These regular gatherings have a social aspect which cannot be, overstressed, providing as they do an opportunity to meet and get to know, in a more intimate way, others within the fellowship.

Group of Friends outside Richhill Meeting House, June 1926
Taken at June Monthly Meeting held at Richhill 1926
Back Row - M. Ethel Allen, John W. Piele, Henry Pearson, George R. Chapman, Jacob Chapman.
Middle Row - Ida B. McBride (nee Pearson), Susan McDonagh, Charlotte W. Piele, Sophia Dawson, Annie McDonagh.
Front Row (seated) - Thomas W. McDonagh, Madeline McDonagh, Mary Lamb, Sarah Jane Chapman.
On Ground - Gladys Beattie, Doreen M. Piele, Joyce Pearson, Allan C. Piele.

It would be difficult to say exactly when the children of the meeting met separately in what was known as First Day School; but is now usually 'referred to as Sunday School. It was probably in the early years of the present century and at that time only a few children were involved. The situation has now changed considerably as one is impressed by the numbers of children and young people who accompany their parents to attend Sunday School and later join the Meetings for worship.

Providing suitable teaching in graded classes has been a concern of the meeting. Over the years there have been those who have been willing to act as teachers, and a tribute must be paid to those Friends who have served in this way. When Friends’ Hall was opened in 1967 it provided an ideal place in which the Sunday School classes could meet, without any fear of disturbing the meeting for worship. Undoubtedly one of the encouraging and hopeful signs about Richhill at present is to be found in the numbers of children and young people who are attending, as one day the future of the meeting will depend on them.

Burial Ground and rear of the Richhill Meeting House, 1979
Caretaker's Cottage, New Store and Gents' Toilets and Burial Ground with grass neatly cut, 1979.
Burial Ground and rear of the Richhill Meeting House, 1950
Burial Ground, 1950, showing in background Coach House, Caretaker's Store and Meeting House.
Friends Hall converted from old Coach House, opened 23rd March 1967
Friends Hall converted from old Coach House, opened 23rd March 1967

Listed separately in the appendix are some of the repairs, modernisation and improvements which have been carried out to the fabric of the buildings and grounds of the meeting over the years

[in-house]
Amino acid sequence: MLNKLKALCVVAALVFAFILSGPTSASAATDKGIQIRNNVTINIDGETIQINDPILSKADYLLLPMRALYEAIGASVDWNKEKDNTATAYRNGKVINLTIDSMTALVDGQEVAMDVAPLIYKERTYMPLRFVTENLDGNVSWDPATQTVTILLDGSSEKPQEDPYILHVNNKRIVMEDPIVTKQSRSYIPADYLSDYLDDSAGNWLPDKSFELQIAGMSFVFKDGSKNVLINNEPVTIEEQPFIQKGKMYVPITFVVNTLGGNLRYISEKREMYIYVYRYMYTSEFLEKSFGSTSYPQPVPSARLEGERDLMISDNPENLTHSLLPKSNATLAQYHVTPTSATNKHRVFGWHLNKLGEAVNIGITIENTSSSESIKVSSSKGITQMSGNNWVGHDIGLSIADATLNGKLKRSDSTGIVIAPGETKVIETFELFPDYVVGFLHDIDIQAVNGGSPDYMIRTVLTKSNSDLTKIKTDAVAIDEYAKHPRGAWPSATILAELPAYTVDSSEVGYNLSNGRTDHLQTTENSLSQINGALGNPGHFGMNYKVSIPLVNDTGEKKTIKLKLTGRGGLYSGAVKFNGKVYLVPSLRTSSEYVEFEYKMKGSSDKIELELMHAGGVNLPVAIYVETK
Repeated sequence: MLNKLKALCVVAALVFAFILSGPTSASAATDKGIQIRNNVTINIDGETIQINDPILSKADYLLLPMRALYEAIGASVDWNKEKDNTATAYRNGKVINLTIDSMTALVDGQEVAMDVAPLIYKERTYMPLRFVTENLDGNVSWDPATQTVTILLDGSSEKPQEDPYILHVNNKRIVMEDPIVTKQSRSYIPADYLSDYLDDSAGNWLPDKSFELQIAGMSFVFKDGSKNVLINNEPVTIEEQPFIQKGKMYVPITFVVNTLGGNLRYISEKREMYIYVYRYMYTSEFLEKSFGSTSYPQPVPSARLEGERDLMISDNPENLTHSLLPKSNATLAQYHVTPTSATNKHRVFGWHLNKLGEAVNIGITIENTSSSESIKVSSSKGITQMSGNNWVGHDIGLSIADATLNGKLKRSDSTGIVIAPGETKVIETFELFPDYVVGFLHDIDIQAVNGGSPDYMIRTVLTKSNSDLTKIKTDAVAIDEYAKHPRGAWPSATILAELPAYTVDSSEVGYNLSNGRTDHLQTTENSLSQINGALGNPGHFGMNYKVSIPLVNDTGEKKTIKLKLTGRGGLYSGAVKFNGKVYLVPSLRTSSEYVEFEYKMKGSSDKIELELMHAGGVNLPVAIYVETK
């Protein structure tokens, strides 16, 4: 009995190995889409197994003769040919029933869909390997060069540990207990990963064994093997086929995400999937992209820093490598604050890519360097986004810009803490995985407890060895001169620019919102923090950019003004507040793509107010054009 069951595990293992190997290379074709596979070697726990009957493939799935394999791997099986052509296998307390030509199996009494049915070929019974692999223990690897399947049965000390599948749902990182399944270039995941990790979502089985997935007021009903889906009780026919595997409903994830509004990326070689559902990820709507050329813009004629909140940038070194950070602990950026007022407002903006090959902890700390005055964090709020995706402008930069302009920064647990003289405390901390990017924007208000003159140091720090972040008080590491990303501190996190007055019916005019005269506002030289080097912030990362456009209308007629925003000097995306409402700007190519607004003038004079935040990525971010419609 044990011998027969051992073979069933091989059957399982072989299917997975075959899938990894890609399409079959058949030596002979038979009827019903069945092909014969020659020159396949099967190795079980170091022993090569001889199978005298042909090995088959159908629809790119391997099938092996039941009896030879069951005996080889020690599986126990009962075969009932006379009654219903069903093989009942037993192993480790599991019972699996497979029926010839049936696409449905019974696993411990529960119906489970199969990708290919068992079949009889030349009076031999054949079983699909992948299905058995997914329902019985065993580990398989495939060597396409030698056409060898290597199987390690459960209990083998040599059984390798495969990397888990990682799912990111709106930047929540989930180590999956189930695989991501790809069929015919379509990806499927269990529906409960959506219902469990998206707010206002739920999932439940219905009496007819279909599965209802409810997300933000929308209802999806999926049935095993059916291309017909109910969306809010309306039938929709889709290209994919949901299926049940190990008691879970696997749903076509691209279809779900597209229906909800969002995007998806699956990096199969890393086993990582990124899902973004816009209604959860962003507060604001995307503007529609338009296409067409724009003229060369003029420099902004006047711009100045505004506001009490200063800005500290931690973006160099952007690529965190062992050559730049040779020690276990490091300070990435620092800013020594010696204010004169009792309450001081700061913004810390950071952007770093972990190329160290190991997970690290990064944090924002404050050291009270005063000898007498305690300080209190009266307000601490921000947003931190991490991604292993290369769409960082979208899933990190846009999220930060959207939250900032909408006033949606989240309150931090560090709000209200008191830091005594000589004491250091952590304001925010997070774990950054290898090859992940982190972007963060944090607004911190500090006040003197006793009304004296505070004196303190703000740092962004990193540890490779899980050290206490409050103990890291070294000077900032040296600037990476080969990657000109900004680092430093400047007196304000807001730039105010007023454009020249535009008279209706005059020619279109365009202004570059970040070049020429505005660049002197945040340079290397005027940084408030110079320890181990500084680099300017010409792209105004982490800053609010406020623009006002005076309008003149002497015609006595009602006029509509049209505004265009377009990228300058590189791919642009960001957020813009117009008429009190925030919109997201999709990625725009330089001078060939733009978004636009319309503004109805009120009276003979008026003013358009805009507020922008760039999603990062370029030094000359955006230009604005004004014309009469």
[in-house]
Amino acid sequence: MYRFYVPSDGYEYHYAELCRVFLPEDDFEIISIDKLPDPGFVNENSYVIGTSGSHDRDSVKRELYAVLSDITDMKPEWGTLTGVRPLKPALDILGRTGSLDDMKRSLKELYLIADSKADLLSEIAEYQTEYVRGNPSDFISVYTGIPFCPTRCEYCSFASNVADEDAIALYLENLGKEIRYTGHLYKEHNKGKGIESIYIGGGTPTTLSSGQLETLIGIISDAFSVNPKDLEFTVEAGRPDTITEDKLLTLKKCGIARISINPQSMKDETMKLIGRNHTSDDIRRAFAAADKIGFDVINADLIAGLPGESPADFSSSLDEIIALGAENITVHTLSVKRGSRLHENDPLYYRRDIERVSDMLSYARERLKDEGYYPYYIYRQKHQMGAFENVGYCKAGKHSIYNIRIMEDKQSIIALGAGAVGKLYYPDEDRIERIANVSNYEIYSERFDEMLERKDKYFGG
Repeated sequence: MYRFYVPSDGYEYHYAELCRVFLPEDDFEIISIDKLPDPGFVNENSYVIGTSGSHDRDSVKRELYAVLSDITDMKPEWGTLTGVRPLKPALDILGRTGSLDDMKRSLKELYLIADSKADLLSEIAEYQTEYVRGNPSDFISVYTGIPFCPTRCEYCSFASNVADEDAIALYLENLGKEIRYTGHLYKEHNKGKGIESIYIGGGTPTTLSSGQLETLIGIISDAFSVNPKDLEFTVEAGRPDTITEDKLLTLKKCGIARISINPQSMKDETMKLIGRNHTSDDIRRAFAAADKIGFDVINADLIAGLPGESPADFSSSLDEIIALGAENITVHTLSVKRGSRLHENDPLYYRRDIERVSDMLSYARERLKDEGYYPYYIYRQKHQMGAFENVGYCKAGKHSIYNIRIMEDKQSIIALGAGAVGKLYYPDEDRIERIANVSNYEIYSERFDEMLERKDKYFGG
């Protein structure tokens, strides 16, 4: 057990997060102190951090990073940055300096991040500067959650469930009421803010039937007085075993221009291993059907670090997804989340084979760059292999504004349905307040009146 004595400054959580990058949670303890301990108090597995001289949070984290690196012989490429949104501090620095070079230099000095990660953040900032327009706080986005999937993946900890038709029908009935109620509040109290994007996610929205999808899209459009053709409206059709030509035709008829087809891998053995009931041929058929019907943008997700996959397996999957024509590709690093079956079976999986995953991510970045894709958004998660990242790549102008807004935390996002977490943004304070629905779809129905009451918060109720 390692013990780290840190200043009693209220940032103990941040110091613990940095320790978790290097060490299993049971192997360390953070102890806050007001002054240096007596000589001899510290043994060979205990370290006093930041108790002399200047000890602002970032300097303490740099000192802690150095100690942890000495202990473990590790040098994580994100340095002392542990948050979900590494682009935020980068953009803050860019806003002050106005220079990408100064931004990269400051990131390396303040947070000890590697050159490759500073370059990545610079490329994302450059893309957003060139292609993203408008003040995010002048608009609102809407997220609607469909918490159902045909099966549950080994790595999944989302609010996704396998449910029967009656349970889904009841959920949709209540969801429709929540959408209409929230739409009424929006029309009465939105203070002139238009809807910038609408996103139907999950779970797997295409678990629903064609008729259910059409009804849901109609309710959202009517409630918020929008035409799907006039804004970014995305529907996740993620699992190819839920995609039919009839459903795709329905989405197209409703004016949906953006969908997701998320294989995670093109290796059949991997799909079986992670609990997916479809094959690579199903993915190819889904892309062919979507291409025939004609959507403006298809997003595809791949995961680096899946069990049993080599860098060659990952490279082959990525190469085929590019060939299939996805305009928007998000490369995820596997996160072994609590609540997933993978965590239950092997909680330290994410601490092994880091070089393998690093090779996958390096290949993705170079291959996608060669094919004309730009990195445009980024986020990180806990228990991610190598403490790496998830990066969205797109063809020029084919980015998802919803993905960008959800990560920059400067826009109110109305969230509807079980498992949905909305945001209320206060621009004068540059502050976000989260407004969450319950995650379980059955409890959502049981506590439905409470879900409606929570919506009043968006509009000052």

If we study this list it will be evident that it has meant a sustained effort to carry this programme through. It must have brought a feeling of achievement, however, to all concerned to have been able to plan and to raise such substantial sums of money within the Meeting. There is the added satisfaction to know that this heritage which has come down to us will be handed on to succeeding generations in such good condition.


An interesting innovation, which was inaugurated in 1974, and is now held bi-annually in the Spring, is what is known as Family Sunday. Invitations are sent to former members and attenders of the meeting who may be living at a distance to return and meet with local Friends on a particular Sunday at the usual Meeting for Worship. Facilities for picnic lunch are afterwards provided before another gathering which is held in the afternoon; the type of this meeting may vary from year to year, but generally speaking it is of a programmed nature. Tea is provided by women Friends at the conclusion of what has proved to be an interesting occasion when early friendships have been renewed and spiritual food has been shared.


The story of Ballyhagan and Richhill Meeting is over so far as this history is concerned - but it is not finished - it is on-going. The founding fathers of the meeting were stalwarts, with their feet firmly planted on the Rock of Ages. They were prepared to witness and if need be to suffer for the Truth. Succeeding generations have left behind a heritage of which we may well be proud. We live in a new age and face new challenges. We thank God for the past, for those who lived in earlier days, for victories won through His Grace. We also thank Him for the present and the future, for the One who said He was the Alpha and the Omega, the beginning and the end. "We need again and again to remind ourselves that the secret of the Church's strength is not organisation. Its propagation and perpetuation are aided by many factors, some of them political, some economic and some intellectual. Yet the real reason for the continuation and expansion of the influence of Jesus is Himself. It is men and women devoted to Jesus who have been the active agents through whom the Faith has gone on".

K.S. Latourette

Each of us is called to a service and ministry; for some it may be to build bridges in the community where we live. The following verses are culled from an Amercian Quaker publication, the author is unknown -

An old man travelling a lone highway,
Came at the evening cold and gray,
To a chasm vast and deep and wide.
The old man crossed in the twilight dim,
The sullen stream held no fear for him;
But he turned when safe on the other side
And built a bridge to span the tide.

"Old man", said a fellow pilgrim near,
"You are wasting your strength by building here;
Your journey will end with the ending day,
You never again will pass this way;
You've crossed the chasm, deep and wide,
Why build this bridge at evening tide?"

The builder lifted his old gray head;
"Good friend, in the path I have come", he said,
"There followeth after me today
A youth whose feet must pass this way.
This chasm that has been as naught to me
To that fair?haired youth might a pitfall be;
He, too, must cross in the twilight dim;
Good friend, I am building this bridge for him".